“There’s a lot of things that happen [to formerly incarcerated people] that, in our minds, make us feel like we’re worthless,” Youngblood said.
Franklyn Smith said many people who leave prison have a “hardened” mentality, or feel worthless because they’ve been to prison. That mentality, he continued, makes it difficult for a person to reach out for help or find a job.
“Throw on top of that that I’ve got these holes in my mouth — it can stagnate growth,” he said.
There are several studies that indicate dental problems cause a profound impact on a person’s self esteem. One study from the British Dental Journal found that half the people questioned who have missing teeth avoid looking at themselves in a mirror without their dentures in place. More than 30 percent of people in the same study avoided letting their partners see them without their dentures in place.
Another study from American College of Prosthodontists says while there’s a clear connection between psychological distress and tooth loss, there’s very few tools to identify and treat the issue within medical circles. For formerly incarcerated people, who already struggle with physical and mental health care access both during and after serving time in prison, there’s high risk of this kind of issue flying under the radar.
FILE IMAGE: A dentist provides dental care to an inmate as a guard looks on at San Quentin State Prison on May 18, 2005. REUTERS/Adam Tanner
One of the most difficult challenges formerly incarcerated people face when leaving prison is finding a job. A combination of low education, social stigma and poor self-esteem can create roadblocks to finding steady work.
According to the Prison Policy Institute, the unemployment rate for formerly incarcerated people is 27 percent, more than seven times the U.S. average of 3.6 percent.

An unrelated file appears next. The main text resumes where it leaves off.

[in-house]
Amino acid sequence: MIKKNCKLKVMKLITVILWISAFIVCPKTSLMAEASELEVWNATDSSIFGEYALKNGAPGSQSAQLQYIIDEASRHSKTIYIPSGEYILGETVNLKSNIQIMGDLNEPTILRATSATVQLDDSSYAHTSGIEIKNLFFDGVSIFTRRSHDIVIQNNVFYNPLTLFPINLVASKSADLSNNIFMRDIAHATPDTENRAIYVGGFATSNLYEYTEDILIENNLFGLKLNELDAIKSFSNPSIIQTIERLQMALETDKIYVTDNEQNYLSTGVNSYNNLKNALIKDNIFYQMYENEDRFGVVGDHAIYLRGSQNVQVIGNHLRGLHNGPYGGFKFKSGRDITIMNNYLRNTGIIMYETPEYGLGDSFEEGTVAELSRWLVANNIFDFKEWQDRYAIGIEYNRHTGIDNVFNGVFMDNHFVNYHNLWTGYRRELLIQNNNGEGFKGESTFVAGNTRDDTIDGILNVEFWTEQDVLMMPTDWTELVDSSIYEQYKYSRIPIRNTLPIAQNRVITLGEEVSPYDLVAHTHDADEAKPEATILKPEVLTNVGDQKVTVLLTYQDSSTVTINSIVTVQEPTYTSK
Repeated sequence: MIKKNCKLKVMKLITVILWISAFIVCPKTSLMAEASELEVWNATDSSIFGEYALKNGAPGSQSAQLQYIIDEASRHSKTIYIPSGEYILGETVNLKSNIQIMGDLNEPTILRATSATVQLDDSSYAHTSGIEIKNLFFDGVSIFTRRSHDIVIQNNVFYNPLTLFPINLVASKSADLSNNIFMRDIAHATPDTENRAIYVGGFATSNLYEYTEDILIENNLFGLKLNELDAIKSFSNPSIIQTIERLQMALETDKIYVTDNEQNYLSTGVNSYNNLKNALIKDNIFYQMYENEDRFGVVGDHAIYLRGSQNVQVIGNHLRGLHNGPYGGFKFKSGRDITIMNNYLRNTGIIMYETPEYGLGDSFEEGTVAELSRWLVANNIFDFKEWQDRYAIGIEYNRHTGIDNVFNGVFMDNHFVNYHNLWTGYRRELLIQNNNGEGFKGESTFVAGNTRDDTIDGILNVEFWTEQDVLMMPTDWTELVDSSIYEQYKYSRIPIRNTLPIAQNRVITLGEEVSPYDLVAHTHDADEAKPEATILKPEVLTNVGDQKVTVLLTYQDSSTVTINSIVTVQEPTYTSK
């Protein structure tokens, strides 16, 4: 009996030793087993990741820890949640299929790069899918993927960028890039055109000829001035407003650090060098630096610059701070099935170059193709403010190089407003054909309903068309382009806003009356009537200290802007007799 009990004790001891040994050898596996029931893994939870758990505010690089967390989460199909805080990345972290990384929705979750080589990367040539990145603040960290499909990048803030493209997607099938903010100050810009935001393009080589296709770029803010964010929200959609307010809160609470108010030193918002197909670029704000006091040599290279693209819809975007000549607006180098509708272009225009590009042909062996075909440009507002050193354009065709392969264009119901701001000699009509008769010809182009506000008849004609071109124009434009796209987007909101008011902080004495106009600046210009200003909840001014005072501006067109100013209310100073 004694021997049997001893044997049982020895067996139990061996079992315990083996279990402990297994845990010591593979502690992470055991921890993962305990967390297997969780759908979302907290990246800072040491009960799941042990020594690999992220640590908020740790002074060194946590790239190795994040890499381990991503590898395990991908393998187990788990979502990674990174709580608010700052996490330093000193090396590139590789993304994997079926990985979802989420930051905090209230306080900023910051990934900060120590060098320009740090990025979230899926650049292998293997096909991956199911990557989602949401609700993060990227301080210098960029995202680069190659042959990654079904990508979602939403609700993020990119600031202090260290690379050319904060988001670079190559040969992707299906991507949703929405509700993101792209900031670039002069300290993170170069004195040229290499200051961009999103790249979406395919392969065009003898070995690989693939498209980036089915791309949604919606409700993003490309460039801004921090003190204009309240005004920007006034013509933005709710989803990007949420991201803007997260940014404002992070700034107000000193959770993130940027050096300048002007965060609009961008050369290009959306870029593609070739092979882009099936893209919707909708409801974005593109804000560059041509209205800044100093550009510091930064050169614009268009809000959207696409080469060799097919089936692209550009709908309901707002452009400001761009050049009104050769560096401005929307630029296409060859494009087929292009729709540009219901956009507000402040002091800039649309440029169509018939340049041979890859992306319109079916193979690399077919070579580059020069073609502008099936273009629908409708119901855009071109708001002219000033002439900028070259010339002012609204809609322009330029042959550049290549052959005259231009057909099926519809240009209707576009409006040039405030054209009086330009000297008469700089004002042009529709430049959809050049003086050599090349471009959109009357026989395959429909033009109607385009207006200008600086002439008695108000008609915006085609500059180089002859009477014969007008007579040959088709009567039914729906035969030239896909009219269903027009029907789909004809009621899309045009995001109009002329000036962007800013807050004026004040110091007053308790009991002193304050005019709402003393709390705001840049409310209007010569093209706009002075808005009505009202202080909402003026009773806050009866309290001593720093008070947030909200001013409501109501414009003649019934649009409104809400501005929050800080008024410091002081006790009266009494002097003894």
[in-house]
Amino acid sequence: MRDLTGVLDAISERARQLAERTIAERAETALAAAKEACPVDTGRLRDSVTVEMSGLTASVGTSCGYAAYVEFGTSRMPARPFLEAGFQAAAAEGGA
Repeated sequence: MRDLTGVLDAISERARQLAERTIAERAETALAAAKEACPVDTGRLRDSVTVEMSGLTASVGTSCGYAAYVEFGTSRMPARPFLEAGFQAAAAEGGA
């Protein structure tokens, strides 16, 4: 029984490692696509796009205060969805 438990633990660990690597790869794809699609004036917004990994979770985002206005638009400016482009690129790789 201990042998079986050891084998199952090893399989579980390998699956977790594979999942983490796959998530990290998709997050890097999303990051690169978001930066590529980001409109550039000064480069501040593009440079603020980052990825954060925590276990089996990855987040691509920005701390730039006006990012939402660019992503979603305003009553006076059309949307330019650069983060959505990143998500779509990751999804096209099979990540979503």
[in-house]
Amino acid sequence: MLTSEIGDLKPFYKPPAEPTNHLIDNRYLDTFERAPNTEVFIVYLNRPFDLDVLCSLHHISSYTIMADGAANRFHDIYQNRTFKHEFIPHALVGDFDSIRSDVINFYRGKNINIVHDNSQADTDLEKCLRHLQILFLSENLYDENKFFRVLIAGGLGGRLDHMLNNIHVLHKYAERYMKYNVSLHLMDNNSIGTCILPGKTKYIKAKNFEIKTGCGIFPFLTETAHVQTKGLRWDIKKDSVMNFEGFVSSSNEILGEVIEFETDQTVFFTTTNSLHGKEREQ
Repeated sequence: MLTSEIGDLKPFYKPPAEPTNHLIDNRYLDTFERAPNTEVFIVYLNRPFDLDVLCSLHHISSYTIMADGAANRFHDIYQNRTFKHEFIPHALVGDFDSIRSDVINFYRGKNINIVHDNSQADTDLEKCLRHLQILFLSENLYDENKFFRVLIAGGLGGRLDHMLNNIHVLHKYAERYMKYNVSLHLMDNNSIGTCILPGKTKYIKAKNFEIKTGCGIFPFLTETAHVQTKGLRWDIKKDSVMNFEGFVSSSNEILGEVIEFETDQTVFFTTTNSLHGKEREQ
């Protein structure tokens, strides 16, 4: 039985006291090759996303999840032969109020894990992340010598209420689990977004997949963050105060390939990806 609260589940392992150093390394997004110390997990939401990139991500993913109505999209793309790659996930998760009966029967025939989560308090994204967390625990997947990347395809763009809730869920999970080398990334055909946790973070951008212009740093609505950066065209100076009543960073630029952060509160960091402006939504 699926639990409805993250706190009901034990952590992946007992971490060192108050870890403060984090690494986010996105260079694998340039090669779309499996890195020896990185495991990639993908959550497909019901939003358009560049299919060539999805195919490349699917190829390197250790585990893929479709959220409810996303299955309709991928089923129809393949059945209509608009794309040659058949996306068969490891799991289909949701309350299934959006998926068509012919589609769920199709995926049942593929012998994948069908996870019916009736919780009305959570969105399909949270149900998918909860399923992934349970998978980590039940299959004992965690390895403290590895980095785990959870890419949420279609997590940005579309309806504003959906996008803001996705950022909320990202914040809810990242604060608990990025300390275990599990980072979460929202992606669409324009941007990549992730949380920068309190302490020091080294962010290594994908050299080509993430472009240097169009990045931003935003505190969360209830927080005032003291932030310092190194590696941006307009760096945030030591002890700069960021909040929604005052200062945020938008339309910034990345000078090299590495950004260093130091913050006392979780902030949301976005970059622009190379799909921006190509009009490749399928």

This already difficult process can be further exacerbated by any perceived flaws in appearance, like missing, broken or decaying teeth.
That can be especially true for public-facing jobs such as those in the restaurant and service industries.
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Among low-income adults, who make up the vast majority of the nation’s prison population, 29 percent believe their teeth quality affected their ability to interview well for jobs, according to a study by the American Dental Association.
Youngblood said many people associate missing teeth with a history of violence or fighting.
“It’s like having a tattoo on your face,” he said.
He also said poor oral care is often associated with drug use, a stigma he said he has had to deal with despite never taking illegal drugs.
“That’s hard for me because I don’t use drugs,” he said. “It did something to my self-esteem.”
Michelle Smith, the reentry program COO, said even if a formerly incarcerated person can find a job, poor dental care and pain can cause absences, which can hurt their chances of keeping the job.
Youngblood was lucky with his teeth. While in prison, he worked as a community engagement specialist for Freedom Project, which helped convince the state to grant him clemency and ensured a job was waiting for him within the organization.
“It turned out to be a fantastic space for me,” he said.
Yet under Freedom Project’s dental plan, the copay for his procedure took nearly a year to pay off.
“I make a sustainable living wage, whereas somebody who makes $16 to $17 an hour … I can’t imagine how they’re going to be able to get theirself back in a good space,” he said.
Michelle Smith believes changes are needed well before anyone enters prison, since low-income communities, which include many formerly incarcerated people, tend to have widespread unmet dental needs.
In the meantime, Franklyn Smith said there’s very few resources for dental care after prison beyond those that already exist for homeless or marginalized communities.
Charles Hopkins, who was in prison from 1972 to 2019, said it took seven months to repair the damage caused during his time in prison, but afterward, he said he’s finally “comfortable enough to smile.”
“My speech is different, my attitude is different and my confidence is different,” he said.
Franklyn Smith believes getting those issues taken care of can do wonders for a person’s self-image.
“It empowers a person when you’re able to get your smile back,” he said.
Justin Stabley is a digital editor at the PBS NewsHour.